Brazilian authorities removed two U.S. swimmers, Jack Conger and Gunnar Bentz, from their flight home on Aug. 17 and prevented them from leaving the country. Here's why. (Monica Akhtar/The Washington Post)

Brazilian police Thursday accused swimming star Ryan Lochte of fabricating his story of being held up along with three of his U.S. Olympic teammates by armed assailants. But the authorities also acknowledged a gun was pulled on the foursome by a security guard early Sunday at a Rio de Janeiro gas station, where the swimmers apparently damaged property at the end of a late-night excursion.

The police statement contradicting Lochte’s account was later corroborated by a lawyer who represented two of Lochte’s fellow U.S. swimmers. The episode threatened to overshadow the Rio Games and what has been a stellar performance by U.S. athletes, led by the American swimming team that ended its competition here last week.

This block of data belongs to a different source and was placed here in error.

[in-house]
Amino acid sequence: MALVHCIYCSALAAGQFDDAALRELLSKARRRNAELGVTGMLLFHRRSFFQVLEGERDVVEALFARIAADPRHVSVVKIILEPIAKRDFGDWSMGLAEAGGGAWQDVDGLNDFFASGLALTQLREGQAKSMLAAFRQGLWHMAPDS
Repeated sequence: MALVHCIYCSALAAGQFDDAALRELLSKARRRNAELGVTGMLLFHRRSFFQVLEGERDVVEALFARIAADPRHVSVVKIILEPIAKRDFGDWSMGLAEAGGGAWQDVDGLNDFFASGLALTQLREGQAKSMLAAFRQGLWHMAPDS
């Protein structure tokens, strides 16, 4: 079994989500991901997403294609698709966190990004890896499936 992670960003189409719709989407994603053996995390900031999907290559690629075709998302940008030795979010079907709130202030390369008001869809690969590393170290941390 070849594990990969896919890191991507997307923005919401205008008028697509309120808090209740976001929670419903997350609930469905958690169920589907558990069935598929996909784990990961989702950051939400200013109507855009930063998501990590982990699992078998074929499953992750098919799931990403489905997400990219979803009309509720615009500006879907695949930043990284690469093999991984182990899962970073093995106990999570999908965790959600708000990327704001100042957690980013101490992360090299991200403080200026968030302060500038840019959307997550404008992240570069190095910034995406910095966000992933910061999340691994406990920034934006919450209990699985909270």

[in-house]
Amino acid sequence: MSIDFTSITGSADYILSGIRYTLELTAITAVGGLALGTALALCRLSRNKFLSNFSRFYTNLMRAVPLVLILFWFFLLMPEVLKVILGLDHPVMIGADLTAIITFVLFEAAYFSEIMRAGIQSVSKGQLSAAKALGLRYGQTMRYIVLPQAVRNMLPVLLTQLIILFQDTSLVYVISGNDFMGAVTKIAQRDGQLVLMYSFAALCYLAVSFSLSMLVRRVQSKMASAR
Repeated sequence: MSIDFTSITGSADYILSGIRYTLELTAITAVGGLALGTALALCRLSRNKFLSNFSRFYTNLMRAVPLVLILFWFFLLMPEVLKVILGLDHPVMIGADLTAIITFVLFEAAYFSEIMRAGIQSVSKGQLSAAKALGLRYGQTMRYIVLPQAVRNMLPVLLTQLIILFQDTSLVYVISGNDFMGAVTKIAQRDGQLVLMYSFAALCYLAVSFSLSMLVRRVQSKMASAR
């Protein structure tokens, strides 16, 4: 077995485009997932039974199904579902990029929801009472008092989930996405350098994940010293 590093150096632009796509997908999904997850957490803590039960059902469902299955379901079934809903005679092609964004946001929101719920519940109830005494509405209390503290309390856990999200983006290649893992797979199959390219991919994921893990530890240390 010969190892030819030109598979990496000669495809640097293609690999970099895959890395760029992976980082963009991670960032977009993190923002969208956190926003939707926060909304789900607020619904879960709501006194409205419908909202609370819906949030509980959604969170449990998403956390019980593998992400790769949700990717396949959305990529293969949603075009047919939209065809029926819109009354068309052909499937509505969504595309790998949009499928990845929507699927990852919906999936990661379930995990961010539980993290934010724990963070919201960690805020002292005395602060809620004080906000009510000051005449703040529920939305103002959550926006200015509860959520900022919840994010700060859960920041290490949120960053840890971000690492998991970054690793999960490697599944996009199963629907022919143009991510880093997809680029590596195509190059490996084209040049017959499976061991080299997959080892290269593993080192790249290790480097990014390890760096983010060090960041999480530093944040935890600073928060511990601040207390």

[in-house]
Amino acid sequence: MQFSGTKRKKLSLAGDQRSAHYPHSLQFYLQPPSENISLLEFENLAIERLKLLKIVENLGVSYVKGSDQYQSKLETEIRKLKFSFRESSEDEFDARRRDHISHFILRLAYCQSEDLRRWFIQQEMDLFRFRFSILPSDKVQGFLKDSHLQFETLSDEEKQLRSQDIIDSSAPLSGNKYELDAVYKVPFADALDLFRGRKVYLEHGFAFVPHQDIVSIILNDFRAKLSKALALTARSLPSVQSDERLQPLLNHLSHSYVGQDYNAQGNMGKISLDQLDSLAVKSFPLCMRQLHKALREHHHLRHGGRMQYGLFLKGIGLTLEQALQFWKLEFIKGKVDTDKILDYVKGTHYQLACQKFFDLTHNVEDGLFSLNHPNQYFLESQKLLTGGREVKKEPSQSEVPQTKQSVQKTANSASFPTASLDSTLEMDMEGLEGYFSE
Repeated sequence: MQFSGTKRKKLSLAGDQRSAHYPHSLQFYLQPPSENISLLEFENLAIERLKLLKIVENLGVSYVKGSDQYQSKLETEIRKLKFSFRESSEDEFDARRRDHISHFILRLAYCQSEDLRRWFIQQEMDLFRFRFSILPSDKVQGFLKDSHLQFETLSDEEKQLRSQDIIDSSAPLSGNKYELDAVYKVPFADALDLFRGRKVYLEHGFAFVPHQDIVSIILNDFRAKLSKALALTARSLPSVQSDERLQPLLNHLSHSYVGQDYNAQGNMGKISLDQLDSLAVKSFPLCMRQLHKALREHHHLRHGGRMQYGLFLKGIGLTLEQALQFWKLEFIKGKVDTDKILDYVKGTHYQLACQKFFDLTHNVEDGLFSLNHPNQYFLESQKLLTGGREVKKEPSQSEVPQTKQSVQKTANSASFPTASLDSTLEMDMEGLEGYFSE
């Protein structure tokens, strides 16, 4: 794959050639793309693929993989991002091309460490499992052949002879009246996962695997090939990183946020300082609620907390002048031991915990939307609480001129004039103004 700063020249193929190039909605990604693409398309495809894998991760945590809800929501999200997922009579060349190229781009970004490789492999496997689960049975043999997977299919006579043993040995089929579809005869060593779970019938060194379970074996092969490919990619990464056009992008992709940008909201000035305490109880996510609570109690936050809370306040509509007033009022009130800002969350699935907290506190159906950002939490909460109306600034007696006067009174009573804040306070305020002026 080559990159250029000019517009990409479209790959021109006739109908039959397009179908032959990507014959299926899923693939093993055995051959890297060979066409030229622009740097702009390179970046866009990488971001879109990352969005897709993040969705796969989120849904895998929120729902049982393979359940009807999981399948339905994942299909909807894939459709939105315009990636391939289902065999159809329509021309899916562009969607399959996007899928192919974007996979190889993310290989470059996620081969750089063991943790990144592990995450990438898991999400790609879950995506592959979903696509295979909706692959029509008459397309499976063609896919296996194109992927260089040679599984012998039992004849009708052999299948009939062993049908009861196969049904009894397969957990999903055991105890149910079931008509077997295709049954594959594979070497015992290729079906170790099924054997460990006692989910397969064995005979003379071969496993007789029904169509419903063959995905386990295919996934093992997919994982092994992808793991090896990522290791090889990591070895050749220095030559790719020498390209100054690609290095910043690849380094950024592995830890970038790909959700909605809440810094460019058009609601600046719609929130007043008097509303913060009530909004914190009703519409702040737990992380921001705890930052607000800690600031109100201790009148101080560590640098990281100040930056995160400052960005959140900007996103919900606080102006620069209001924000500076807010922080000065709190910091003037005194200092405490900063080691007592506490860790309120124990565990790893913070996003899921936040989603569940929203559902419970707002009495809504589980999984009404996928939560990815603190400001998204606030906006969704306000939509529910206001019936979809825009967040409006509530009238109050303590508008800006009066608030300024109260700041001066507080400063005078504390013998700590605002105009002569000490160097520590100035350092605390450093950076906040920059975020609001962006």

“No robbery was committed against these athletes,” Fernando Veloso, chief of the Rio de Janeiro police investigative division, said during a packed news conference Thursday afternoon. “They were not victims of the crimes they claimed.”

Early Friday, Breno Melaragno, the lawyer for swimmer Jimmy Feigen, said that under an agreement reached with a Brazilian judge, Feigen will donate roughly $10,800 to an unnamed institution and then depart the country, the Associated Press reported.

CCTV footage provided by Brazilian police on Aug. 18 shows U.S. Olympic swimmers attending a party in the early hours of Aug. 14 morning and arriving back at the Olympic Village seemingly calm at about 7 in the morning. (Reuters)

Late Thursday, the U.S. Olympic Committee issued a statement that acknowledged a version of events that involved an argument spurred by “an act of vandalism” committed by “one of the athletes.” The statement concluded, “We apologize to our hosts in Rio and the people of Brazil for this distracting ordeal in the midst of what should rightly be a celebration of excellence.”